The Road Not Taken
I can see Robert Frost’s yellow wood.
In my mind, it’s always Fall and always the golden hour before sunset. A thick layer of leaves blankets the ground and yet every tree is full, as if not a leaf has fallen.
This image has been bubbling up uninvited these past few months. One minute I’m working and the next I’m leaning back in my chair as my mind wanders through a mashup of Van Gogh yellow and Klimt gold and a wee bit of Hudson River Valley, all bathed in amber.
“The road not taken” is the phrase spoken by the unknown voice for the image, kin to “if you build it they will come” for cornfields. Always the same thing. My mind wanders, fighting Frost’s “nothing gold can stay” and thinking about that very golden road.
The teacher who introduced me to “The Road Not Taken” taught that it was about being an individual and taking risks, and marching to a different drummer—and I drank the Koolaid and believed her. Never occurred to me to ask if “all the difference” made by the road taken was really a good thing.
Go back to the poem, and both paths are equally trodden. The one taken wasn’t better or worse. It was different. Nothing in the poem indicates that the other road would have been a bad one to take, yet . . . There’s this notion that not taking it was the right decision.
I’ve been thinking about the roads we travel to share our work and how hundreds of years ago the road was clear, less cluttered vs now, with so many distractions. Is one better than the other? Both are equally trodden, but with different versions of the same problems.
Think about two roads.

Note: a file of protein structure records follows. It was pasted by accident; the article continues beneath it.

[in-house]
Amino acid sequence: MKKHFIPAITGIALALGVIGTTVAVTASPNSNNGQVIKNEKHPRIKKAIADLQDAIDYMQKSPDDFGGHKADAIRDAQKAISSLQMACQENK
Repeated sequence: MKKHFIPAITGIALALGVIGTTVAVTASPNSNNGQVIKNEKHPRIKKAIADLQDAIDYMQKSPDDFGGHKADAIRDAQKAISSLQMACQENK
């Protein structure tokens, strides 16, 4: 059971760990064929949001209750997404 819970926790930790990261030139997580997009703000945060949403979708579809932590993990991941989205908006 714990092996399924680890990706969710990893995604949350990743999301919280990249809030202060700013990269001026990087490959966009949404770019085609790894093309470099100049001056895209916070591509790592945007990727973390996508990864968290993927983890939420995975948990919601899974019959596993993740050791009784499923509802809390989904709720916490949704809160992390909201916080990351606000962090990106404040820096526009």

One road is post Gutenberg, but also pre-mass communication, before the phone and TV and computer and everything else we have today.
The other road reflects today, with smart phones and smart TVs and smart shoes and all other sorts of smartily smart things.
Road one is rather clear. As time ticks, maybe a billboard starts to pop up. Maybe a car passes and a rest stop appears on the horizon, and other people start to travel the road, and those people share one by one.
The other road is cluttered and noisy. All people on that road do is share and talk and jabber. It’s like navigating through the fog, but on a clear day, with fog replaced by people and images and tweets.
Road one dictates that there are fewer interactions, but when they occur, there’s meaning and they’re remembered.
Road two dictates millions of interactions, but when they occur, they’re insignificant and forgotten. You have to work harder to give and receive meaning.
The road I keep going back to is road one. Less communication. Less clutter.
That road worked for a long time, yet there’s this push to go down a different road. Don’t do what’s been done in the past. Keep looking to the future, to the road yet to be taken.
Maybe instead of traveling toward the next big thing, the better choice is u-turning toward the past and tapping into what has always worked.
Hard work has always worked.
Being honest has always worked.
Doing the right thing has always worked.
Keeping promises has always worked.
Being transparent has always worked.
Creating something of value has always worked.
Starting small has always worked.
Communicating in more than 140 characters has always worked.
Picking up the phone or meeting in person, instead of only texting or emailing has always worked.
For 2019, I’m looking toward a road of doing less of what’s on the cluttered road and more of the clear road, the old road, the one that worked for years. I want to travel both roads, worn really about the same. I don’t want to sigh somewhere ages and ages hence.
Two roads diverged in a wood, and I—
I took the one less traveled by,
And then cut through the woods and traveled the other road, too,
And that has made all the difference.
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